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How precision therapies are fighting prostate cancer

Clinicians are using genomic analysis, diagnostic imaging and tumour bio-markers to confirm severity of disease and provide personalised treatment.

columns Updated: Sep 10, 2017 13:55 IST
Sanchita Sharma
The number of prostate cancer cases in the country has shot up by over 220% since the 1990s. But it is still the least discussed cancer, even among oncologists, because of the perception that it is not common among Asians.
The number of prostate cancer cases in the country has shot up by over 220% since the 1990s. But it is still the least discussed cancer, even among oncologists, because of the perception that it is not common among Asians. (Shutterstock)

More men in India are getting cancers of the prostate, mouth and kidney; more women, cancers of the uterus, breast and thyroid. And the incidence of lung cancer is growing fast among both sexes.

Data from India’s population-based cancer registries lists prostate as the second most common cancer among men in Delhi, Kolkata, Pune and Thiruvananthapuram; third most common in Bangalore and Mumbai; fourth in Chennai, and among the top ten cancers across India, except in the north-eastern states (barring Kamrup district in Assam, where it is sixth).

Since the 1990s, the total number of prostate cancer cases in the country has shot up by over 220%.

India’s National Cancer Registry Programme estimates incidence will have grown rapidly by the year 2020.

The current annual percentage increase is 3.4% in Bangalore, (4.2% in Chennai, 3.3% in Delhi, 0.9% in Mumbai and 11.6% Kamrup Urban District, driven in part by changing lifestyles, longer lifespans and increased diagnosis rates.

Yet, it’s the least discussed cancer even among oncologists, because of the perception that it afflicts populations in developed nations and is not common among Asians.

Racial bias

Race does have a role in determining risk. Asians have the lowest risk of developing prostate cancer and men of African descent have the highest, followed by Caucasians. Asian men also have higher survival rates than white males, but Indian men have lower survival rates than Africans and Caucasians, show data from the California Cancer Registry.

Men of South Asian descent, however, are predisposed to aggressive prostate cancer and are 40% more likely to die from it than Caucasians.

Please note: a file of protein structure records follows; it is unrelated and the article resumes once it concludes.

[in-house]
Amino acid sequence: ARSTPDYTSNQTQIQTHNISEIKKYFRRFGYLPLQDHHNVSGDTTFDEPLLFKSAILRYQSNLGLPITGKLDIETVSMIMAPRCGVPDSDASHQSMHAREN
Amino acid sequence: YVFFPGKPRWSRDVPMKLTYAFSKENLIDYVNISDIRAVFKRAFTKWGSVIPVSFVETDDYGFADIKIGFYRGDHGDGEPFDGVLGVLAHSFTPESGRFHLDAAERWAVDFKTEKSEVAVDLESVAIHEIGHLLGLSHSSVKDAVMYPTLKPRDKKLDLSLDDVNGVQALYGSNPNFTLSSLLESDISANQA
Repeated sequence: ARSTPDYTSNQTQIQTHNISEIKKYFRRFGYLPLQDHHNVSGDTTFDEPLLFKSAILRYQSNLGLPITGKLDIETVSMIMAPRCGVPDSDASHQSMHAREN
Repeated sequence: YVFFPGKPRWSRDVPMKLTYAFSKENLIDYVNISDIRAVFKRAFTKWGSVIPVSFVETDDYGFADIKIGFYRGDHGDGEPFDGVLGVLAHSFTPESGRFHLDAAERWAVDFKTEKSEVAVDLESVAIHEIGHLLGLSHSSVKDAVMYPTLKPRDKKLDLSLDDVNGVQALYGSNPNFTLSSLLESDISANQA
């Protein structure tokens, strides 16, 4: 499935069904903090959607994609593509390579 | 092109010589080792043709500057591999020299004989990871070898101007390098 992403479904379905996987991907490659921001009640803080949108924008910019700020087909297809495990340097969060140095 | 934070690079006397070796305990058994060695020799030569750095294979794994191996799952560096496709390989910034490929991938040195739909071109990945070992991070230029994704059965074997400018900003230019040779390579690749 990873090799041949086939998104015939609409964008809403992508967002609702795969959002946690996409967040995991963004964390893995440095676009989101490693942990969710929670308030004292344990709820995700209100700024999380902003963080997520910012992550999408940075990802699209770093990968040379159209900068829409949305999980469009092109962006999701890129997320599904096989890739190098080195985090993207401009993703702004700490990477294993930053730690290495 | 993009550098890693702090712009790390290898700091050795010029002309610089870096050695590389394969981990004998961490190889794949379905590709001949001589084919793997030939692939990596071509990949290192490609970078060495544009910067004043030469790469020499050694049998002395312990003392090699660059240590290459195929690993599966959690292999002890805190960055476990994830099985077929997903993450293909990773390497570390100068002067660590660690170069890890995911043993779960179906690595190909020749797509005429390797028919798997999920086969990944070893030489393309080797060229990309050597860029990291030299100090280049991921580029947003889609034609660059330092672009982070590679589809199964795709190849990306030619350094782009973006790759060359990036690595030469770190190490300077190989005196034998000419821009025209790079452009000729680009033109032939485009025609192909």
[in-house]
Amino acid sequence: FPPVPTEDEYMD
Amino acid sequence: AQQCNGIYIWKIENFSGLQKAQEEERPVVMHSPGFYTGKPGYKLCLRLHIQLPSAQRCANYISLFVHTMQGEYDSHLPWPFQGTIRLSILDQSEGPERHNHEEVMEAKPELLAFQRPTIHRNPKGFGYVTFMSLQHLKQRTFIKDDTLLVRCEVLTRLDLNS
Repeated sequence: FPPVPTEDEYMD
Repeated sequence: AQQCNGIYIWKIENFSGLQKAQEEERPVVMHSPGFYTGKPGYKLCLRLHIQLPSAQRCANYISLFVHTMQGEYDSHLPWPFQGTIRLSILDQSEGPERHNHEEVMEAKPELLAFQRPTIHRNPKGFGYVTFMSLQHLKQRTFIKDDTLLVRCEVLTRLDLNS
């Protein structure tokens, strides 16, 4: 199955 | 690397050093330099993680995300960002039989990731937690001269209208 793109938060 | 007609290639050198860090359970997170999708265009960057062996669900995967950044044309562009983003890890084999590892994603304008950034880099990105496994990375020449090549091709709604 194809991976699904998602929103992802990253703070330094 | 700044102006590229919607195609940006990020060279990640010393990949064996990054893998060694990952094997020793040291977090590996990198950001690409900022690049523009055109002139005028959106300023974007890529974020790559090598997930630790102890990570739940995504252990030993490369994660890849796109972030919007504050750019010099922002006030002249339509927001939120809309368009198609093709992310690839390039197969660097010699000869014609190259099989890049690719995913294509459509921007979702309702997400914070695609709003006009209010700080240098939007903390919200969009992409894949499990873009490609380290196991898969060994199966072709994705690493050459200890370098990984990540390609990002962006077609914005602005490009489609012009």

“Two genomic studies — on single cell genomics profiling and racial disparity profiling — are underway at the urology department to better understand racial disparities in prostate cancer risk and tumour progression and to identify the molecular drivers of aggressive prostate cancer so as to personalise diagnosis and treatment,” says Dr Ashutosh K Tewari, chairman of urology at the Icahn School of Medicine at Mount Sinai Hospital, New York City, and course director of the 2nd International Prostate Cancer Symposium held at the hospital this week.

Racial disparities remain poorly understood because of poor multicultural representation in the studies done so far. For example, only 11% of the 498 samples gathered for the world’s largest prostate cancer profiling study were from African-Americans.

“We did a comparative statistical analysis of this data and identified novel differentially expressed genes between men of African descent and Caucasians. The observed differences suggest that prostate cancer in men of African descent may be a different disease subtype, which warrants a more comprehensive profiling study,” says Dr Tewari. “We need similar studies on south Asian populations.”

Lifestyle risks

Factors such as age, family history, smoking, obesity, physical inactivity, diabetes, height and DNA repair mutations in some genes — such as the BRCA2 gene also linked with breast and ovarian cancers — are also associated with higher risk. Rapid industrialisation and changing lifestyles are expected to drive numbers up too.

“In 2015, 1.6 million men worldwide were diagnosed with prostate cancer, which is the leading cancer in 103 countries and the biggest cause of cancer deaths in 29 countries, killing around 366,000 men in one year,” said Lorelei Mucci, associate professor of epidemiology at the Harvard School of Public Health.

With the standard screening method — a digital rectal exam and blood tests for prostate-specific antigen (PSA), a protein that signals the presence of cancer — throwing up false positives because PSA levels also get elevated by many benign conditions such as an inflamed prostate, a biopsy is done to confirm cancer.

Since a biopsy has its own challenges because of intra-tumour heterogeneity, and clinicians are using genomic analysis, diagnostic imaging and tumour bio-markers to confirm the severity of disease and provide personalised treatment options.

The first immunotherapy agent approved by the USFDA for any cancer treatment was for prostate cancer, but these are being tested largely on high-risk patients.

At Mount Sinai, Dr Tewari’s team uses a three-pronged approach of employing genomics to provide precision immunotherapy, using combination immunotherapy and anti-cancer techniques to enhance therapeutic benefits of high-intensity focus ultrasound, and genetically engineering the patient’s T lymphocyte cells — a subtype of white blood cells that seek and destroy cells that are infected or cancerous — with tumour-targeting strategies.

“To optimise treatment, we need strategies to stop tumours from proliferating in patients with early but clinically localised aggressive cancers,” Dr Tewari says.